4. Caring for our natural environment. A healthy natural environment, including clean air, water and soil is essential to present and future generations.
5. Being environmentally, economically and socially responsible. The human factor must be put back into land management policies. The needs of local communities and all users can and must be balanced with the conservation of sensitive natural environments. Common Sense is needed in addressing economic development for the betterment of all.
Other issues CWCS has been involved with and educated people about:
• 1992 BWCAW Management Plan
• Voyageurs National Park (VNP) Management
• BWCAW User Fees
• Re-Opening the Lost Lake SNA to hunting
• Vermilion River Plan
• Roadless Area Policy
• Opposed Little Alfie Logging Protest with Pro-Logging Rally
• Supports logging in National Forests
• Supported ESA De-listing of the timberwolf
• Opposed VNP Bay Closures
• Opposed Blanket Ban of Jet-Skis in National Parks
• American Land Sovereignty Protection Act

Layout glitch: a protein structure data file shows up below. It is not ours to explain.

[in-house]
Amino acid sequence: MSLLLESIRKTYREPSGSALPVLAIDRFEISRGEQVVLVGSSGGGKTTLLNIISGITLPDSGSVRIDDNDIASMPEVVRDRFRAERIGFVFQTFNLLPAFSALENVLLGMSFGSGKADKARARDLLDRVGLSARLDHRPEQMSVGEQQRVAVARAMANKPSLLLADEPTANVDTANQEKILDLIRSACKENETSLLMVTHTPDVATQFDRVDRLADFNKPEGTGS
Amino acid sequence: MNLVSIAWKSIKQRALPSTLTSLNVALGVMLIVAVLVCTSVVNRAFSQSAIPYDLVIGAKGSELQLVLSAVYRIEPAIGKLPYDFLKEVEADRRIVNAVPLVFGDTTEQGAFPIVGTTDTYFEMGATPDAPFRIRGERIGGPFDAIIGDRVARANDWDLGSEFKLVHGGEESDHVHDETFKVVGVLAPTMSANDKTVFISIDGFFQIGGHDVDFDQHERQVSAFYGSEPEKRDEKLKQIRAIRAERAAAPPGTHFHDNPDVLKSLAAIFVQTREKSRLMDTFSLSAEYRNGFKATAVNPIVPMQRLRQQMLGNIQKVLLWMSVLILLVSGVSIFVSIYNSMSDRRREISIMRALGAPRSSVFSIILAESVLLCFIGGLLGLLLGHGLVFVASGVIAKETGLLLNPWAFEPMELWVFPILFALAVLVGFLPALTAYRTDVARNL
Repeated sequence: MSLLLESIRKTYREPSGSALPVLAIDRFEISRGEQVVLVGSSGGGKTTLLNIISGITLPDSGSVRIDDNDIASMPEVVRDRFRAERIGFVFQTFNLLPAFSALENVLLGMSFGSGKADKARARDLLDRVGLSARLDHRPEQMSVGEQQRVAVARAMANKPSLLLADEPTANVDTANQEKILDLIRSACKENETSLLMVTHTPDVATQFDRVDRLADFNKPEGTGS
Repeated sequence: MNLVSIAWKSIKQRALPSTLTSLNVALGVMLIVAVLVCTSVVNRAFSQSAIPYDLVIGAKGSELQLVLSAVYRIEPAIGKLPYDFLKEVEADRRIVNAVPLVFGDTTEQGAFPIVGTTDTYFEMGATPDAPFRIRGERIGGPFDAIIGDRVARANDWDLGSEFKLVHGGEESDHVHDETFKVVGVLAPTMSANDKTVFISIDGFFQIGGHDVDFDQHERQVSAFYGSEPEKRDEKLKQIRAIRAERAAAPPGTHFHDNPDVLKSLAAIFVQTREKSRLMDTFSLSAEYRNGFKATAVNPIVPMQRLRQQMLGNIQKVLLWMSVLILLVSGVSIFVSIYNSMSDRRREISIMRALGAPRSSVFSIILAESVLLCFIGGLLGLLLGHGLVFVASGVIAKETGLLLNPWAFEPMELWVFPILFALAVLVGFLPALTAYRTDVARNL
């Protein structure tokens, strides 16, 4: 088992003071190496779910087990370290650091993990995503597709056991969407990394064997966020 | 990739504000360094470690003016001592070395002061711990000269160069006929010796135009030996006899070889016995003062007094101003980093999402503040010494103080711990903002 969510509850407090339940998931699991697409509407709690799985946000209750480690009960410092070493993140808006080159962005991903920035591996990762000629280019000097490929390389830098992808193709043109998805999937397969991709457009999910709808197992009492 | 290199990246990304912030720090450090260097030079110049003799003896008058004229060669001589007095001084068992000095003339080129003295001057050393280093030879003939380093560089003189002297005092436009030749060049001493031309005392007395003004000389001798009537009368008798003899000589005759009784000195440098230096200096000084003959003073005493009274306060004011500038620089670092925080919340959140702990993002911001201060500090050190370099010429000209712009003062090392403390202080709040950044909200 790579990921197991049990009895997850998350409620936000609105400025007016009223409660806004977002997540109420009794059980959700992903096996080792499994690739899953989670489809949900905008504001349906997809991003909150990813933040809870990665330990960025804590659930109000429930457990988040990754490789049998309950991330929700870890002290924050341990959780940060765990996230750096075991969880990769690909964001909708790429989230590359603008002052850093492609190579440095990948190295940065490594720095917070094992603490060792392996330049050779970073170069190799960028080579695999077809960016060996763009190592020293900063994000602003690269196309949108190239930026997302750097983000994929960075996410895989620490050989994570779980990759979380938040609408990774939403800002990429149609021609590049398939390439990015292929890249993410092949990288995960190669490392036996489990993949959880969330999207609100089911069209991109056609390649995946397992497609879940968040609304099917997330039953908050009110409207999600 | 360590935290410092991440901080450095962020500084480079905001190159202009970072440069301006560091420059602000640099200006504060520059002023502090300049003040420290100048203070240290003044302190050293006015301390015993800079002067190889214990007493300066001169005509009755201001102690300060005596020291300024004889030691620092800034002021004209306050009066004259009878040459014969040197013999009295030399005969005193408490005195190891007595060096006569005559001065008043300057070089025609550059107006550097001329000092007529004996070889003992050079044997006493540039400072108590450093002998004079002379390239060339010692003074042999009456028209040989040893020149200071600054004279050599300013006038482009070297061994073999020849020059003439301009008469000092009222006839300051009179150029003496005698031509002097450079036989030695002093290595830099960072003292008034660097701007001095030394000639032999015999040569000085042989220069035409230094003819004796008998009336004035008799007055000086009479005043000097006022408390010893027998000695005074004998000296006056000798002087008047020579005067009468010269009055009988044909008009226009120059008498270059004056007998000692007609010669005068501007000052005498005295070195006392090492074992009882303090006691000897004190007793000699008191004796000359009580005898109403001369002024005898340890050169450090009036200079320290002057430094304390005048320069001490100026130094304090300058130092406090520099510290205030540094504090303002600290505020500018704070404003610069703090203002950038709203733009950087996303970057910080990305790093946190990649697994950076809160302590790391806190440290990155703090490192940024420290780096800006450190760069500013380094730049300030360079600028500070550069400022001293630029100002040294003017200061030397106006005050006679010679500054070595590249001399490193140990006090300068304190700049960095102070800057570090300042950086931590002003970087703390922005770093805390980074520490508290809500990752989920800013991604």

• State-wide Land Use Conferences
• Instrumental in obtaining designated ATV trails and Gilbert OHV Park
• Re-Licensing of the Winton Hydro Electric Plant
• Isle Royale Management
• Canadian Lynx Study
• Supported Apostle Islands wilderness proposal allowing established uses
• Opposed Snowmobile ban in National Parks
• Returning vehicle use to Prairie & Trout Lake Portages, Maintenance of Four Mile Portage
• Management & Maintenance of Trout Lake Portage
• Superior/Chippewa National Forest Revision Management Plan
• Superior National Forest/Boundary Waters Management post 1999 blowdown
• Rainy River Basin Plan
• On Community Readiness Committee supporting safer economic development of Mining Projects/Coal Gasification Plants